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Sub-Saharan Africa 'left behind' in economic connectedness - report

May 05 2017 16:38
Liesl Peyper

Durban – Sub-Saharan countries are among the least connected ones in the world, according to the latest Visa Africa Integration Index.

The report measures the economic connectedness of 19 countries looking at trade, movement of foreign capital, data exchanges, information and the flow of people across country borders.

The latest edition of the report was launched on Friday on the sidelines of the World Economic Forum (WEF) on Africa, hosted in Durban.

Adrian Saville, chief strategist at Cannon Asset Managers, Citadel Asset Management and economics professor at the Gordon Institute of Business Science, said sub-Saharan Africa belongs to the “left-behind” category.

One of the authors of the Integration Index report, Saville pointed out that economic connectedness is pivotal to bring about sustained, elevated and inclusive growth.

South Africa scored highest in the index with 79.3, but its score has remained static since the report was introduced four years ago.

Its score is also below the median score of 100 with regard to economic connectedness, together with countries such as the Philippines, Panama, India and Romania.

SA dragged down by expensive data

“What pulls South Africa down,” Saville said, “is regional connectedness and the micro-economic components, such as access to data that is expensive, individual mobility and the movement of people. For example, where is the biometric scanning?”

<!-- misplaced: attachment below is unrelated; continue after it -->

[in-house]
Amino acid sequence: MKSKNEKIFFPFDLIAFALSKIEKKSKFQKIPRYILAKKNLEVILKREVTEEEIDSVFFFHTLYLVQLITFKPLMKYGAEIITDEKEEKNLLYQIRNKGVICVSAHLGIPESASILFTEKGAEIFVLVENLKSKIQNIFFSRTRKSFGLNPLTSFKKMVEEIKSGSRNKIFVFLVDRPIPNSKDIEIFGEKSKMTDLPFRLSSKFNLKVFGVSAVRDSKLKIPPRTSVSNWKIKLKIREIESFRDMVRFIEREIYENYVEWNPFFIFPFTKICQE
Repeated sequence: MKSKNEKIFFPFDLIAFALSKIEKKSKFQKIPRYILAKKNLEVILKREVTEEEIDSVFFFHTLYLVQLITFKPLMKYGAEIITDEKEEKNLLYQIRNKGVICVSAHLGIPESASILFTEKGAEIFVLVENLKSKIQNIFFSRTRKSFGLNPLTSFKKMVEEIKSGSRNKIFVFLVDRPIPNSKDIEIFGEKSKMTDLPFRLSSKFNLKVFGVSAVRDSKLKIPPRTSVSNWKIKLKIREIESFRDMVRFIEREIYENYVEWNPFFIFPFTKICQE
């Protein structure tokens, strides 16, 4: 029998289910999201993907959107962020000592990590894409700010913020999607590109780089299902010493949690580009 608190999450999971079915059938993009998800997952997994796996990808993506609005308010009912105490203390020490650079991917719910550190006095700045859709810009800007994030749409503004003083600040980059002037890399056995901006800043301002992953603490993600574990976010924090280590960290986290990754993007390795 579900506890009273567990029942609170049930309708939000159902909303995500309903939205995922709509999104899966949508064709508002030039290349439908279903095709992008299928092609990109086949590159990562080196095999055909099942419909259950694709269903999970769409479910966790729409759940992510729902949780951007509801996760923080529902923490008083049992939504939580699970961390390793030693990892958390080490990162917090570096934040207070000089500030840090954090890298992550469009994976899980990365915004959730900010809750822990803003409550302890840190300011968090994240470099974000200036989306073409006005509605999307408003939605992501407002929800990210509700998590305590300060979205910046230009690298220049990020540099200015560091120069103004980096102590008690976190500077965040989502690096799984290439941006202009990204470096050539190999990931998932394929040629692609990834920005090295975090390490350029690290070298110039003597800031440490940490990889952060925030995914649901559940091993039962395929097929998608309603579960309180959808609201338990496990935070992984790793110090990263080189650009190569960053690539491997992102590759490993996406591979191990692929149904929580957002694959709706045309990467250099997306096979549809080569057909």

He pointed out that regional integration is even more important than global integration, as it is a more sustained contributor to socio-economic advance than global integration.

Yet the regional connectedness for sub-Saharan economies lags other areas by a wide margin.

In the report Eastern African countries in particular were highlighted as making strides in improved economic connectedness, including Ethiopia, Kenya, Mauritius, Rwanda and Uganda. However, the biggest improvements were made by Cameroon, Ghana and Zambia.

“There has been a strong correspondence between rising connectedness and improvements in economic and social wellbeing,” Saville said. In this respect, Rwanda has displayed the largest relative gain in connectedness among the 19 countries measured in the index.

This has translated into a gain of 7% per person income per year for Rwandans.

wef  |  wef africa  |  sub-saharan africa  |  africa economy


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